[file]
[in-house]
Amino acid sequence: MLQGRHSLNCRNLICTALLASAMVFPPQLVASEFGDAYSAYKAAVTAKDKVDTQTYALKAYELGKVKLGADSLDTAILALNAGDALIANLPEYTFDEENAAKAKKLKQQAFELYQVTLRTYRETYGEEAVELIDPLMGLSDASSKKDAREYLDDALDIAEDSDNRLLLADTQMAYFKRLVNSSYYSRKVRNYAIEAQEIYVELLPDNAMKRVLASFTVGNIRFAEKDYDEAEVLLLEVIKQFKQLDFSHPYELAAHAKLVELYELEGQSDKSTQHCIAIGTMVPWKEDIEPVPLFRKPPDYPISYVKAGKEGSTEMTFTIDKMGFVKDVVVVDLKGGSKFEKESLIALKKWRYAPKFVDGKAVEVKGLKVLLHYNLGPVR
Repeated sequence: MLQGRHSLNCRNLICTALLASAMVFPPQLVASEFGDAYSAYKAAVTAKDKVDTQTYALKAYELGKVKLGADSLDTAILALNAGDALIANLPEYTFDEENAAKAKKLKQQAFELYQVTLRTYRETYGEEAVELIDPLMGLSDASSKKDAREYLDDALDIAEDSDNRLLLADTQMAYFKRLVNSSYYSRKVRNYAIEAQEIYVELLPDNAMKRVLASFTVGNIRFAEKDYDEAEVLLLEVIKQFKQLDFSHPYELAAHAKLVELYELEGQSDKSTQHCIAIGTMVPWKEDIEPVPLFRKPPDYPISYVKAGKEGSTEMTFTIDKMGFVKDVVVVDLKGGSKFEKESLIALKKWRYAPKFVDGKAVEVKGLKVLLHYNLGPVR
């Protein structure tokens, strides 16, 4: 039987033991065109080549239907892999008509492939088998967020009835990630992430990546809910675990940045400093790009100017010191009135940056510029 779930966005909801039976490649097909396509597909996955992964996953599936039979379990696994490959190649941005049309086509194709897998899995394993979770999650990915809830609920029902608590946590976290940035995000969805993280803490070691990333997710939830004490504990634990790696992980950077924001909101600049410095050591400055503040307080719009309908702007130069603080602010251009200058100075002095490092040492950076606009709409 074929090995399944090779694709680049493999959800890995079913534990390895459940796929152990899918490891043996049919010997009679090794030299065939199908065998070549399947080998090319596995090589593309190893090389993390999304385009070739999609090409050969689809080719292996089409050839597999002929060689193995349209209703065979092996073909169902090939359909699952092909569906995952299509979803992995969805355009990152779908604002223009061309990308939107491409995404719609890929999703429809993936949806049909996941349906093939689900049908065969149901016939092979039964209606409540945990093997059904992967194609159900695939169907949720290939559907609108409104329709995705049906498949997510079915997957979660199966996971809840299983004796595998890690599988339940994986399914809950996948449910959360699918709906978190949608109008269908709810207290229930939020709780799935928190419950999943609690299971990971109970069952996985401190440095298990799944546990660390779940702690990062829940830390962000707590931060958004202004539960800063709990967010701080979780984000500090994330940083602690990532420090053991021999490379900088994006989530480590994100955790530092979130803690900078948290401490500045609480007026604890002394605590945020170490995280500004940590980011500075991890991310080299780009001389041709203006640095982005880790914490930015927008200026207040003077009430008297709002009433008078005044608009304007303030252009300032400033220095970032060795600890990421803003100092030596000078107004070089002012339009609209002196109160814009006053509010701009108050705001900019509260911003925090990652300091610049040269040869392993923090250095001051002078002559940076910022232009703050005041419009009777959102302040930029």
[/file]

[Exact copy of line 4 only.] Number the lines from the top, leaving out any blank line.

């Protein structure tokens, strides 16, 4: 039987033991065109080549239907892999008509492939088998967020009835990630992430990546809910675990940045400093790009100017010191009135940056510029 779930966005909801039976490649097909396509597909996955992964996953599936039979379990696994490959190649941005049309086509194709897998899995394993979770999650990915809830609920029902608590946590976290940035995000969805993280803490070691990333997710939830004490504990634990790696992980950077924001909101600049410095050591400055503040307080719009309908702007130069603080602010251009200058100075002095490092040492950076606009709409 074929090995399944090779694709680049493999959800890995079913534990390895459940796929152990899918490891043996049919010997009679090794030299065939199908065998070549399947080998090319596995090589593309190893090389993390999304385009070739999609090409050969689809080719292996089409050839597999002929060689193995349209209703065979092996073909169902090939359909699952092909569906995952299509979803992995969805355009990152779908604002223009061309990308939107491409995404719609890929999703429809993936949806049909996941349906093939689900049908065969149901016939092979039964209606409540945990093997059904992967194609159900695939169907949720290939559907609108409104329709995705049906498949997510079915997957979660199966996971809840299983004796595998890690599988339940994986399914809950996948449910959360699918709906978190949608109008269908709810207290229930939020709780799935928190419950999943609690299971990971109970069952996985401190440095298990799944546990660390779940702690990062829940830390962000707590931060958004202004539960800063709990967010701080979780984000500090994330940083602690990532420090053991021999490379900088994006989530480590994100955790530092979130803690900078948290401490500045609480007026604890002394605590945020170490995280500004940590980011500075991890991310080299780009001389041709203006640095982005880790914490930015927008200026207040003077009430008297709002009433008078005044608009304007303030252009300032400033220095970032060795600890990421803003100092030596000078107004070089002012339009609209002196109160814009006053509010701009108050705001900019509260911003925090990652300091610049040269040869392993923090250095001051002078002559940076910022232009703050005041419009009777959102302040930029």